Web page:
• Hannah Boundy

Fed Dots and Negative Interest Rates

Earlier this week I was reading an article on negative interest rates, and came across a really interesting graph (to me at least) that I hadn’t seen before:

This graph is a “dot plot” of what each of the voting members of the Federal Open Market Committee (FOMC) predicted interest rates will be over the next few years during their September meeting. Initially, the chart may look like an old-school video game or one of those Lite Brite toys from the 90s, but there’s actually some pretty interesting information to be gleaned from it.

The first thing that stands out to me is the spread, particularly for 2016 and 2017. In regards to 2016, the perspectives of different voting members on what the rate should be range from slightly negative all the way up to just under 3%: a 3% difference. The same can be said for 2017 where we see one member voting for a 1% interest rate on the low end all the way up to a vote for almost 4% on the high end. It would seem, based on these ranges that there is a decent amount of certainty within the Fed itself as to what the appropriate plan of action should be.

Secondly, it’s equally important to note that there’s a dot below zero for both this year and next year, meaning there’s at least one member who believes that short-term rates should not only not be raised, but should be negative. A negative interest rate essentially means that a depositor has to pay interest to keep their money at the bank (as opposed to the other way around). At first glance, that sounds preposterous. Why would anyone pay to keep their money at the bank? But keep in mind that rates have already crossed into the negative zone in parts of Europe where central banks are doing their best to reinvigorate their economies and keep deflation at bay.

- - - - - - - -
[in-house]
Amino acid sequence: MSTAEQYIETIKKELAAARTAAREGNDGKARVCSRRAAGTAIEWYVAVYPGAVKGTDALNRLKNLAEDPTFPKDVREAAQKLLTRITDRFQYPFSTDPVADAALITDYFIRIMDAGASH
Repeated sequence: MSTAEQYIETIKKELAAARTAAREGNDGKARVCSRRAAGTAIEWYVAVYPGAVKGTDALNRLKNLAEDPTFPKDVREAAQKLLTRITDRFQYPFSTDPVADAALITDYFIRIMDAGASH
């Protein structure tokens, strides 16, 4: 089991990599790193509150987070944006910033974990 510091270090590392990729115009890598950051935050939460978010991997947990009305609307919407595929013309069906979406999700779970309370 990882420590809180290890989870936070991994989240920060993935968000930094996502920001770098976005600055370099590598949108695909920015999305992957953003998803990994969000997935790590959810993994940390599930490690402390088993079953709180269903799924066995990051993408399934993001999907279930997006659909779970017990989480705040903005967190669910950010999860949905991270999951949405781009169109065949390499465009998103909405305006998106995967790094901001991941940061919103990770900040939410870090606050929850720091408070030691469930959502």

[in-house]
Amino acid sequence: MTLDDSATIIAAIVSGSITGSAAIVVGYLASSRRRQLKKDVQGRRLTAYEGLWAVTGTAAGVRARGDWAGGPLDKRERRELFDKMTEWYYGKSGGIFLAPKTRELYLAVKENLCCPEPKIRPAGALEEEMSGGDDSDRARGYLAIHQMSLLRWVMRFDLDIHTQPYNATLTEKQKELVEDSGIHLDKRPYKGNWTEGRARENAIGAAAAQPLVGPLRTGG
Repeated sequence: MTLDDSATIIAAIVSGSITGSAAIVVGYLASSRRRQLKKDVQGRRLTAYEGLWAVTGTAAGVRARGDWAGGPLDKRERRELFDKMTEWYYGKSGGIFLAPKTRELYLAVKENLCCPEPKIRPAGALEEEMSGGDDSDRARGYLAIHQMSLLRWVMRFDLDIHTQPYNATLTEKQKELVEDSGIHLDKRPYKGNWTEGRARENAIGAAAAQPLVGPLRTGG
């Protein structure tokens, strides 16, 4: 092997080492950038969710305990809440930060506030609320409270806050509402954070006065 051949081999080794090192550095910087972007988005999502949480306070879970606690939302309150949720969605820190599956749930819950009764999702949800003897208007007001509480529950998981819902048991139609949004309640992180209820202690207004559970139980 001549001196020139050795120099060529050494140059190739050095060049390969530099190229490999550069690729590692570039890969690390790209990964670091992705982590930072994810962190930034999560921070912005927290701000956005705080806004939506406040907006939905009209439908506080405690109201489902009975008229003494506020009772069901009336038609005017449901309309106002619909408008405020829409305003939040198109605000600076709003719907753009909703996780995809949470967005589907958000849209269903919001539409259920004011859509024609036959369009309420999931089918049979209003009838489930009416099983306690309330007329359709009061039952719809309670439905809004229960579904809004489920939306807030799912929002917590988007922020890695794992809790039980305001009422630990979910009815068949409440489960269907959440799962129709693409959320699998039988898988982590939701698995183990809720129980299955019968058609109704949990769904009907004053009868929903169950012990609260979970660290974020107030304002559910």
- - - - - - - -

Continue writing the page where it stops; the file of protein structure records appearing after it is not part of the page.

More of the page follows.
While it is unlikely that rates in the U.S. will drop to zero, particularly after last weeks comments from the Fed, it is important to note the dispersion and the uncertainty it represents. As the market continues to fluctuate as more news comes out, we may have to brace for more volatility until a clearer path, either inflationary or deflationary, emerges. Until then, we’ll just have to sit tight and look for opportunities to buy into positions of value during the turmoil.

"Economic projections of Federal Reserve Board members and Federal Reserve Bank presidents under their individual assessments of projected appropriate monetary policy, September 2015." Board of Governors of the Federal Reserve System. Sept. 27, 2015. http://www.federalreserve.gov/monetarypolicy/files/fomcprojtabl20150917.pdf.

Ortel, Will. "Introducing the Unterest Rate." CFA Institute Finance Contributor. Sept. 22, 2015. http://cfainstitute.tumblr.com/post/129634823047/introducing-the-unterest-rate.

#FederalOpenMarketCommittee #interestrates

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